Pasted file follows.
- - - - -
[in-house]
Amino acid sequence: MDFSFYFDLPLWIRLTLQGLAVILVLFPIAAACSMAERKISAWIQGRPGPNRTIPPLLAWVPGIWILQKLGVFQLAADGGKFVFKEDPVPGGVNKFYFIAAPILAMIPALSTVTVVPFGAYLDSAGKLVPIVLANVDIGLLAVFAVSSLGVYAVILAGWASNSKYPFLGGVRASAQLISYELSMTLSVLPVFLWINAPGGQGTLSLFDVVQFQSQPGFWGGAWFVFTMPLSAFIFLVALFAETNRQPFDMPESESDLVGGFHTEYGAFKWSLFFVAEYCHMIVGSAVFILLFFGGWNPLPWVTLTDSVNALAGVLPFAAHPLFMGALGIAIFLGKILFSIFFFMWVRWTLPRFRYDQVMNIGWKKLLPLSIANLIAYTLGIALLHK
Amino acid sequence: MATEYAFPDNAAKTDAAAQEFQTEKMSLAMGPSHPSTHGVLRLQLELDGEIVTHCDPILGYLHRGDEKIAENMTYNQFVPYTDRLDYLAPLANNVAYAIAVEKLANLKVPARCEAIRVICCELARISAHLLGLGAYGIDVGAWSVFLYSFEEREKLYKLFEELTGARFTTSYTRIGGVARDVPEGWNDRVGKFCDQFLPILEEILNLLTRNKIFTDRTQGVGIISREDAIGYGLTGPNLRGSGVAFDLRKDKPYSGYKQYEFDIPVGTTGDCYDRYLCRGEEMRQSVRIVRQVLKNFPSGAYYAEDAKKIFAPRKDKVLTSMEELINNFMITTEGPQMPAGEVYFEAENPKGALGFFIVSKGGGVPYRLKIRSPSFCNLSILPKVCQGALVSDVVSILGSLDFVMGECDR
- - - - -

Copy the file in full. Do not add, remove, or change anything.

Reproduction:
[in-house]
Amino acid sequence: MDFSFYFDLPLWIRLTLQGLAVILVLFPIAAACSMAERKISAWIQGRPGPNRTIPPLLAWVPGIWILQKLGVFQLAADGGKFVFKEDPVPGGVNKFYFIAAPILAMIPALSTVTVVPFGAYLDSAGKLVPIVLANVDIGLLAVFAVSSLGVYAVILAGWASNSKYPFLGGVRASAQLISYELSMTLSVLPVFLWINAPGGQGTLSLFDVVQFQSQPGFWGGAWFVFTMPLSAFIFLVALFAETNRQPFDMPESESDLVGGFHTEYGAFKWSLFFVAEYCHMIVGSAVFILLFFGGWNPLPWVTLTDSVNALAGVLPFAAHPLFMGALGIAIFLGKILFSIFFFMWVRWTLPRFRYDQVMNIGWKKLLPLSIANLIAYTLGIALLHK
Amino acid sequence: MATEYAFPDNAAKTDAAAQEFQTEKMSLAMGPSHPSTHGVLRLQLELDGEIVTHCDPILGYLHRGDEKIAENMTYNQFVPYTDRLDYLAPLANNVAYAIAVEKLANLKVPARCEAIRVICCELARISAHLLGLGAYGIDVGAWSVFLYSFEEREKLYKLFEELTGARFTTSYTRIGGVARDVPEGWNDRVGKFCDQFLPILEEILNLLTRNKIFTDRTQGVGIISREDAIGYGLTGPNLRGSGVAFDLRKDKPYSGYKQYEFDIPVGTTGDCYDRYLCRGEEMRQSVRIVRQVLKNFPSGAYYAEDAKKIFAPRKDKVLTSMEELINNFMITTEGPQMPAGEVYFEAENPKGALGFFIVSKGGGVPYRLKIRSPSFCNLSILPKVCQGALVSDVVSILGSLDFVMGECDR